Forum Replies Created
In regards to cost, I think there are a few things to consider. The first is, if you build your business up slowly it’s not going to hurt as much. In my early days I was only using a basic camera and shooting for friends in my spare time. All the money I made from that went into investing in new equipment and training, while my 9-5 job paid for all my other life costs. As time went by I continued to acquire photographic assets, while at the same time I was getting valuable experience as well. Even today besides my photography, I also make an income from graphic design and web development. By establishing myself over time I have managed to keep my current costs of doing business to things like insurance, administration and equipment maintenance. I think today, everyone wants everything instantly to run a business right now. The trick is to build yourself up slowly and ease yourself into what you love. Sometimes I have found that involved doing things you don’t love initially.
To me, the digital age has taken what was a highly valued craft, and turned it into a circus. There is a lot of good work out there, and a lot of bad work, but there is one thing both the good and bad have in common – they all look the same and match styles and images already out there. I think we live in a very challenging time whereby it is impossible not to be coerced into doing what is acceptable in photography. In some ways I envy the “faux togs”, they have something a lot of professionals don’t have – they are not scared to experiment, try new things and potentially fail. In a way as professionals I think we can sometimes feel shackled to the camera and fight more for the approval from our peers then staying true to our own visions and childhood wonderment. Personally, I don’t think the digital camera format is the threat, but rather it is the influence of social media forcing photographers into conformity.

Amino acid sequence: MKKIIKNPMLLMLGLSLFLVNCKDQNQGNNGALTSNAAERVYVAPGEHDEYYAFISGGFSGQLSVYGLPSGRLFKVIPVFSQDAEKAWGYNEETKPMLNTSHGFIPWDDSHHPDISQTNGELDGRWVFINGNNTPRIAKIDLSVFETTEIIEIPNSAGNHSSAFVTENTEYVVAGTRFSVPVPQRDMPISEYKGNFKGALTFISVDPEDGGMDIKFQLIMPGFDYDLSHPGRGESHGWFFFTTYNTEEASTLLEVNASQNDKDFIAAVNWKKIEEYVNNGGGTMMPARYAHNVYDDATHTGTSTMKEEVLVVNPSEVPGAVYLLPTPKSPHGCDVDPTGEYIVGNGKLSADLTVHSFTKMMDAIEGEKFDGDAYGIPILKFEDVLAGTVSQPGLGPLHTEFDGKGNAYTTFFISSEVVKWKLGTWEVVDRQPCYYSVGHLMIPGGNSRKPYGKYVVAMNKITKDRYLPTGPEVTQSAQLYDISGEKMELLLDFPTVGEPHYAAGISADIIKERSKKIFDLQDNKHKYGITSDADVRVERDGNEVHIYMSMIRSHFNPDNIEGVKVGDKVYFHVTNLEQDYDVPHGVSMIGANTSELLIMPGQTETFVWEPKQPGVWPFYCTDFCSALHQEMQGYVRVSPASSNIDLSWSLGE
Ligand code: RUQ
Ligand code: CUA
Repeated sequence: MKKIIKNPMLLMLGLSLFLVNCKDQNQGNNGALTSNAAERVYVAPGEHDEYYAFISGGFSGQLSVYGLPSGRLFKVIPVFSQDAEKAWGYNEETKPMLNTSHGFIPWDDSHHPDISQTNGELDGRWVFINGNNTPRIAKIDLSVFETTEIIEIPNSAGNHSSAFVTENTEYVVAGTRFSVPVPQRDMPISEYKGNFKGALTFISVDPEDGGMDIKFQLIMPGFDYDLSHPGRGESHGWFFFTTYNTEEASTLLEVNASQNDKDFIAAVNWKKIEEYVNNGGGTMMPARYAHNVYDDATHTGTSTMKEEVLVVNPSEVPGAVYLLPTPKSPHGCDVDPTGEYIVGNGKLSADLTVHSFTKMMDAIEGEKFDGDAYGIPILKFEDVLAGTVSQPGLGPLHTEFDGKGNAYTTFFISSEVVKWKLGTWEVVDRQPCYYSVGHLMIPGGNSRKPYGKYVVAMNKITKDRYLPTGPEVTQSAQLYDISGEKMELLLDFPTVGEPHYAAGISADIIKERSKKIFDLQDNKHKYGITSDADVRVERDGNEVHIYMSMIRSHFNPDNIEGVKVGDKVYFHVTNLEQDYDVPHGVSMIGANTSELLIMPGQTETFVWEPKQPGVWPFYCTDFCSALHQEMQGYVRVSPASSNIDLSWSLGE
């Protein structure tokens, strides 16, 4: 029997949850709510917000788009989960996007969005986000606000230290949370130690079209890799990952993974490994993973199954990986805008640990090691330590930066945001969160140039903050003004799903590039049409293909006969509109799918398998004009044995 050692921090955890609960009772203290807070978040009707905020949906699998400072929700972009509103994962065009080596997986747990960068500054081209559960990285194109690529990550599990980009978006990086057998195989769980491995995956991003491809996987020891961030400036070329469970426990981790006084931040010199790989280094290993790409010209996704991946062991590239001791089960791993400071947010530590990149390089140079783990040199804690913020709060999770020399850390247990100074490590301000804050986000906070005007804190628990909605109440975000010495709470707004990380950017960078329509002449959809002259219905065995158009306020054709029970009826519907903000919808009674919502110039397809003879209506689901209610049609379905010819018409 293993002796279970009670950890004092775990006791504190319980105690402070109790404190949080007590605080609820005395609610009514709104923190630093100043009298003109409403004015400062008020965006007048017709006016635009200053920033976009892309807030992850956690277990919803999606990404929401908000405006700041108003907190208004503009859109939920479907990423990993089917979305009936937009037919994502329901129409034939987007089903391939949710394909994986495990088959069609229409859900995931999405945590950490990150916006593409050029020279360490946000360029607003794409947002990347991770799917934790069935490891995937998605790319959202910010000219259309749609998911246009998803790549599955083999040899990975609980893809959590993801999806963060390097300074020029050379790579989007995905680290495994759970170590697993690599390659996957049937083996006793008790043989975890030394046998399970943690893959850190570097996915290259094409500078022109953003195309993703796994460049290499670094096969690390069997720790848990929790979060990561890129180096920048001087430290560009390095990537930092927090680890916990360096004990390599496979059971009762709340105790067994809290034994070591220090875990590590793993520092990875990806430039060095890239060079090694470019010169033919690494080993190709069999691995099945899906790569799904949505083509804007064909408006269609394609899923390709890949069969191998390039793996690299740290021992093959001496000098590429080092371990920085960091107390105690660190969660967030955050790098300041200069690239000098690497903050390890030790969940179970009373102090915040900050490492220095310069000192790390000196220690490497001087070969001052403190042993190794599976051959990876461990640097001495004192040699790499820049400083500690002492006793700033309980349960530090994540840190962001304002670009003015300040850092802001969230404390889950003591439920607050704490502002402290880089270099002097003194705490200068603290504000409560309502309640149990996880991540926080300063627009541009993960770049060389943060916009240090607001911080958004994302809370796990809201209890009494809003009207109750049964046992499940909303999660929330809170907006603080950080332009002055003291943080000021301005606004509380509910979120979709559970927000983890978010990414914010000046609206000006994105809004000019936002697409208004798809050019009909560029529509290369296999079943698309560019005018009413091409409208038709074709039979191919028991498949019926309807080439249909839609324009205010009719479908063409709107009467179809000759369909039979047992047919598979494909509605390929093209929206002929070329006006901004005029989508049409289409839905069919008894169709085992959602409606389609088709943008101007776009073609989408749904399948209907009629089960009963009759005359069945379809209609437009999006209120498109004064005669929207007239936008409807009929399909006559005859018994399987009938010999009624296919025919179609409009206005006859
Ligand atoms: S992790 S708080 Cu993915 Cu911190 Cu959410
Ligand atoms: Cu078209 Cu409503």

Throw a 50mm prime on your camera and challenge yourself to 10 images a day. Take your camera with your everywhere you go. Each image must be different and use a different point of view. See what you can come up with.
I am a big fan of this guys tutorials. He explains himself very well. http://www.youtube.com/user/snapfactory
Well I hit a new point in my creative journey today. It’s 4:54am and I have been up all night evaluating myself as a photographer. The better I get at photography, the more I want to push the other way. It’s hard to explain, but I don’t feel as if my images are inspired nor with meaning, and thus I feel somewhat a failure at my craft. There is so much I want to say about myself, about my experience of the world, I struggle to shape this picture with my camera. I don’t know where I want to take it, I don’t know how to overcome my own insecurities to express myself.